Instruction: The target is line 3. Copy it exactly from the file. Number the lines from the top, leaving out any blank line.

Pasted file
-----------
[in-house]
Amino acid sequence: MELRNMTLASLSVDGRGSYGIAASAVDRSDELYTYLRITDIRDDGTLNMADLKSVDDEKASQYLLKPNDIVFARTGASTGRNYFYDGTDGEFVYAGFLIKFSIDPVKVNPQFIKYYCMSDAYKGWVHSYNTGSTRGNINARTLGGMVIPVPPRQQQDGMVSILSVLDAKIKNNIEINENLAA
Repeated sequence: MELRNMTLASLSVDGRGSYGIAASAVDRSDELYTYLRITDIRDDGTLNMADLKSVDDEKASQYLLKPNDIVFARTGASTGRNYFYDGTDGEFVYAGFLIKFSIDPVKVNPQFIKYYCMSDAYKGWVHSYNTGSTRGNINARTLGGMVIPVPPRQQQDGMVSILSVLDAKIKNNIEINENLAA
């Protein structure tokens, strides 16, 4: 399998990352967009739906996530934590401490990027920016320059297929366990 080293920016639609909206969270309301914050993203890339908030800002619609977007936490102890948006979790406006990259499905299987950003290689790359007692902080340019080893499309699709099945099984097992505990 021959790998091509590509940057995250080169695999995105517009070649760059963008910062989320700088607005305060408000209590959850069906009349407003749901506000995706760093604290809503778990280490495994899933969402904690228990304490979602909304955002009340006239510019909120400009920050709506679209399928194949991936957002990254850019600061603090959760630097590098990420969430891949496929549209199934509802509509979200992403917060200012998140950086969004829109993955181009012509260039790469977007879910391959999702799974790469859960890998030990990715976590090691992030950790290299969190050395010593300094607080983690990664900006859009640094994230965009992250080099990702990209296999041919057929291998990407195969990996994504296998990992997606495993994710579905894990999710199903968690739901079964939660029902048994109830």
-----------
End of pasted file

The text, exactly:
Repeated sequence: MELRNMTLASLSVDGRGSYGIAASAVDRSDELYTYLRITDIRDDGTLNMADLKSVDDEKASQYLLKPNDIVFARTGASTGRNYFYDGTDGEFVYAGFLIKFSIDPVKVNPQFIKYYCMSDAYKGWVHSYNTGSTRGNINARTLGGMVIPVPPRQQQDGMVSILSVLDAKIKNNIEINENLAA